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Surviving Summer Vacation: Strategies for Parents of Children on the Autism Spectrum

It’s summer vacation time. Almost 3 months with your “special needs” child at home. What are you going to do with him? I know exactly what you’re thinking: it’s not that you don’t love him, or even that you don’t want him home …it’s just that everything changes when he is around “all day.” Sleep schedules change, there’s more fussing and fighting, more dirty clothes, more dishes, more stuff to pick up off the floor – and of course, there’s more “I’m BORED!”

We’ve compiled a series of articles and videos below that will help parents of children on the autism spectrum to not only survive the summer months – but to make them downright enjoyable. These suggestions take a tiny bit of time to implement initially, but they are so worth it! 

Surviving Summer Vacation: Strategies for Parents of Children on the Autism Spectrum---
  1. Aspergers Children and Summer Vacation: 25 Tips for Parents 
  2. Summer Activities for Aspergers Children  
  3. Surviving the Summer with Kids on the Autism Spectrum: Tips for Parents  
  4. Aspergers Summer Camps  
  5. Aspergers Summer Camps for Teens  
  6. Preparing for Summer School: How to Advise Your Aspergers Child's Teacher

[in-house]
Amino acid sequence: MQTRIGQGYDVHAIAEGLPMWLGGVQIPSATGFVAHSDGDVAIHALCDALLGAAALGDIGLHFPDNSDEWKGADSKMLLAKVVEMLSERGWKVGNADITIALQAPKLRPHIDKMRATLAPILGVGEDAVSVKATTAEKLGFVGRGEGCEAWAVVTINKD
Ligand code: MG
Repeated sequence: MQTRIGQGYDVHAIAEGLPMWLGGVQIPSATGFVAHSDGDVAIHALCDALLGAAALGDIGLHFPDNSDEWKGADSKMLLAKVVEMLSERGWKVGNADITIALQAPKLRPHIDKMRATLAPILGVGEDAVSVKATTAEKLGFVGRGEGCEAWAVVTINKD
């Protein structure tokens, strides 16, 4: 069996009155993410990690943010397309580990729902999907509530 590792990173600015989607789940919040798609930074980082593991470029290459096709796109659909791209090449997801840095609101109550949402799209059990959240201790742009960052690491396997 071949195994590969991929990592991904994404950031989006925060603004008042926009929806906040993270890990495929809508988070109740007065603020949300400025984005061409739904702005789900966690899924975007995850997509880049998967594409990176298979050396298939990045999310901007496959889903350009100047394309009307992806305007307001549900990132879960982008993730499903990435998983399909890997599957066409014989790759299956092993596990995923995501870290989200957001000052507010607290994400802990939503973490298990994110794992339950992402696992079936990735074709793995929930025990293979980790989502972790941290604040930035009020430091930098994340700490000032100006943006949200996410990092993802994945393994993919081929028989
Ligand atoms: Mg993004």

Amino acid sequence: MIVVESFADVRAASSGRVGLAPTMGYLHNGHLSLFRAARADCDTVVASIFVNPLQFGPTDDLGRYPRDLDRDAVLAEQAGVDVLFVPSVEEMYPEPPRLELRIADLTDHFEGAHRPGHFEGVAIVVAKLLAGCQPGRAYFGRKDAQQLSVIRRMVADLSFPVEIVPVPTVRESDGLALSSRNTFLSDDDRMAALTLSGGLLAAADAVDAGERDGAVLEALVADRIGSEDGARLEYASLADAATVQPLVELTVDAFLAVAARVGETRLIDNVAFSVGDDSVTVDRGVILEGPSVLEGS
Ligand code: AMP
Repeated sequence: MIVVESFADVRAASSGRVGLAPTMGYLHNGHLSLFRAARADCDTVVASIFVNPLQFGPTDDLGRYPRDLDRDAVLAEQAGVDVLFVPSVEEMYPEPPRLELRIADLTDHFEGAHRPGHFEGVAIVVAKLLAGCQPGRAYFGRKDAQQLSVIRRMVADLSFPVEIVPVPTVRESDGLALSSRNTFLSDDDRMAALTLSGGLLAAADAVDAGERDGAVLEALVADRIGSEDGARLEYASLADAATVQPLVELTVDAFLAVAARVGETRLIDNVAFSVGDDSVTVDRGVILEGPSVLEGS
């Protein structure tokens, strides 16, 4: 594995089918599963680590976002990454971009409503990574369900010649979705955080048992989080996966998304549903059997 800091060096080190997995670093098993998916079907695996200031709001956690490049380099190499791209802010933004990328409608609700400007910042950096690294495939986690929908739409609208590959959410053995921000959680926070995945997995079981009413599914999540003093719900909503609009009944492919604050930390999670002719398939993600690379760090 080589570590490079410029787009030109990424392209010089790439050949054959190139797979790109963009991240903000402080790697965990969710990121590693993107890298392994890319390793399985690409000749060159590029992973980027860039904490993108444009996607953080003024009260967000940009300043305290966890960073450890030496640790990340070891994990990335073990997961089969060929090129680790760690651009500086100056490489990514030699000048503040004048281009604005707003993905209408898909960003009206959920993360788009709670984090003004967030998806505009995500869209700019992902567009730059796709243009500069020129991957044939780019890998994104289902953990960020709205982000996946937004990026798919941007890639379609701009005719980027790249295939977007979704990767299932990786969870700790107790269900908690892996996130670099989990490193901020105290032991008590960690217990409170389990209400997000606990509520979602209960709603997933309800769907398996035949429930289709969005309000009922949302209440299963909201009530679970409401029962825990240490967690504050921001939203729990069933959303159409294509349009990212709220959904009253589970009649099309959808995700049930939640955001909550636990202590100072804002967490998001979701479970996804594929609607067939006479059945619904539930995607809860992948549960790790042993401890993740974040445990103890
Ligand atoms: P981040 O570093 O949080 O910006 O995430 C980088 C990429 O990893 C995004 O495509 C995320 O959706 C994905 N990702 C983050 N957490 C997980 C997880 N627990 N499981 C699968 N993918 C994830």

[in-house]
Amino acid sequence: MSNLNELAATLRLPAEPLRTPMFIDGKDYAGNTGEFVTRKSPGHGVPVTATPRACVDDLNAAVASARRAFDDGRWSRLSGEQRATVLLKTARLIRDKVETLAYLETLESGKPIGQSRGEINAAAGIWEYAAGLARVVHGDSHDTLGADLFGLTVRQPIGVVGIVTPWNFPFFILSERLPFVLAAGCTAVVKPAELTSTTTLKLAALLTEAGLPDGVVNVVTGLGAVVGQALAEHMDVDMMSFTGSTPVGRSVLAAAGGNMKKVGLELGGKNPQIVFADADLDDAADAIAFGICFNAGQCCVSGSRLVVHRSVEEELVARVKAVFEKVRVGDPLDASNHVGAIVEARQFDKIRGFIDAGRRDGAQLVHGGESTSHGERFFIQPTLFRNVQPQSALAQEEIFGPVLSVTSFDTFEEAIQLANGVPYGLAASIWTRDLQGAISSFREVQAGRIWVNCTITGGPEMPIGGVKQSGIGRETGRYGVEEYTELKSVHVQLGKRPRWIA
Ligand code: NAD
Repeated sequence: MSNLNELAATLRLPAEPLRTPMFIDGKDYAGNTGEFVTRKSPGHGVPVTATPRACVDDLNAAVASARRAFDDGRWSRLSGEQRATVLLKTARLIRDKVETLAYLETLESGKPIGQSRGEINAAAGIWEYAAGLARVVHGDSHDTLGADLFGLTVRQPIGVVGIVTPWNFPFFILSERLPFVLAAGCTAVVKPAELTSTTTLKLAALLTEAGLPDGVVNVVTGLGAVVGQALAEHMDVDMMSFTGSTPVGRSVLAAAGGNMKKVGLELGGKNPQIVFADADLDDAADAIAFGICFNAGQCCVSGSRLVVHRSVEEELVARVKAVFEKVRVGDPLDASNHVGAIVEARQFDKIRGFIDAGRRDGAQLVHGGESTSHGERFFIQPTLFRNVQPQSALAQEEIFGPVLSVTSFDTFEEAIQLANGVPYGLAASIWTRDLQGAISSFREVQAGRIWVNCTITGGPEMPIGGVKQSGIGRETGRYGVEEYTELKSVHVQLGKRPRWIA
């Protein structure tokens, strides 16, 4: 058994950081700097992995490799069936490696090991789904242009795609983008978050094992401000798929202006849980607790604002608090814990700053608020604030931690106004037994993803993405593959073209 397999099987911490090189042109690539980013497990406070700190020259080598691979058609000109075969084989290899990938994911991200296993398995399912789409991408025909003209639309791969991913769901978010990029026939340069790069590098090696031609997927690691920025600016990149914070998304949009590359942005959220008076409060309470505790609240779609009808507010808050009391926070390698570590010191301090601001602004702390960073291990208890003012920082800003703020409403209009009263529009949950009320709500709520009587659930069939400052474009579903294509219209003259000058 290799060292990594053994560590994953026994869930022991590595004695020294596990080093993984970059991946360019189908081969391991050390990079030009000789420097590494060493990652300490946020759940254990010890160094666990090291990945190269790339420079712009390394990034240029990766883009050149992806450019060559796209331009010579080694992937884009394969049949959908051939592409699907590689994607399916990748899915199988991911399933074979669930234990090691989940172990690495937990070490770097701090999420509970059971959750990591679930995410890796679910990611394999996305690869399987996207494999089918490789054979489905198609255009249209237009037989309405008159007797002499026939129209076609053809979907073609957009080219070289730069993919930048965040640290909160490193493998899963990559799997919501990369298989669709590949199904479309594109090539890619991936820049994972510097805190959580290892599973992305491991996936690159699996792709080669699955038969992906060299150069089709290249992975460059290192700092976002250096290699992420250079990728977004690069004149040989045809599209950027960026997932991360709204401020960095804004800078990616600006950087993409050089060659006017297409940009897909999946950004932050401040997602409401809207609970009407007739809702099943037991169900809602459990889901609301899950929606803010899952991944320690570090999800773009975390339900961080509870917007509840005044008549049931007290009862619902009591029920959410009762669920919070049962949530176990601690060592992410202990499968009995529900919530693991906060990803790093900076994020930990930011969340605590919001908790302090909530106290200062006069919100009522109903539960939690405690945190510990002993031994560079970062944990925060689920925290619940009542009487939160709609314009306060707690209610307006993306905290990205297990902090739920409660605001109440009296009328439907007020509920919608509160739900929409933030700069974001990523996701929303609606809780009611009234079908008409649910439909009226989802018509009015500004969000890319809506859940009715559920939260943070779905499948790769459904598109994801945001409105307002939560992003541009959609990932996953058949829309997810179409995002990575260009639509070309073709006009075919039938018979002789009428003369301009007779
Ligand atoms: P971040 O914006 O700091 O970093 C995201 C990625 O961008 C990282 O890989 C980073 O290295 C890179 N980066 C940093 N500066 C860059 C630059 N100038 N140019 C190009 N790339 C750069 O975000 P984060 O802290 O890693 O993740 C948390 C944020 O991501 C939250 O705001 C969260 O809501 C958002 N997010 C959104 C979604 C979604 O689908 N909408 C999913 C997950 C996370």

7. How To Help Aspergers Children Get The Most Out Of Summer Vacation  
  8. Helping Your Aspie's Teacher To Understand Your Child  
  9. Going on Vacation: 20 Tips for Parents with Aspergers Children  
  10. Helping Your Aspergers Child Get Ready to Return to School  
  11. How to Avoid "Back-to-School" Meltdowns and Tantrums  
  12. Helping Aspergers Children Avoid The "Back To School Jitters"
  13. Dealing with the "Back-to-School" Blues: Tips for Parents of Asperger's Kids 
  
Here’s to a great summer!

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My child has been rejected by his peers, ridiculed and bullied !!!

Social rejection has devastating effects in many areas of functioning. Because the Aspergers child tends to internalize how others treat him, rejection damages self-esteem and often causes anxiety and depression. As the child feels worse about himself and becomes more anxious and depressed – he performs worse, socially and intellectually.

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How to Prevent Meltdowns in Aspergers Children

Meltdowns are not a pretty sight. They are somewhat like overblown temper tantrums, but unlike tantrums, meltdowns can last anywhere from ten minutes to over an hour. When it starts, the Asperger's child is totally out-of-control. When it ends, both you and the Asperger’s child are totally exhausted. But... don’t breathe a sigh of relief yet. At the least provocation, for the remainder of that day -- and sometimes into the next - the meltdown can return in full force.

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Parenting Defiant Aspergers Teens

Although Aspergers is at the milder end of the autism spectrum, the challenges parents face when disciplining a teenager with Aspergers are more difficult than they would be with an average teen. Complicated by defiant behavior, the Aspergers teen is at risk for even greater difficulties on multiple levels – unless the parents’ disciplinary techniques are tailored to their child's special needs.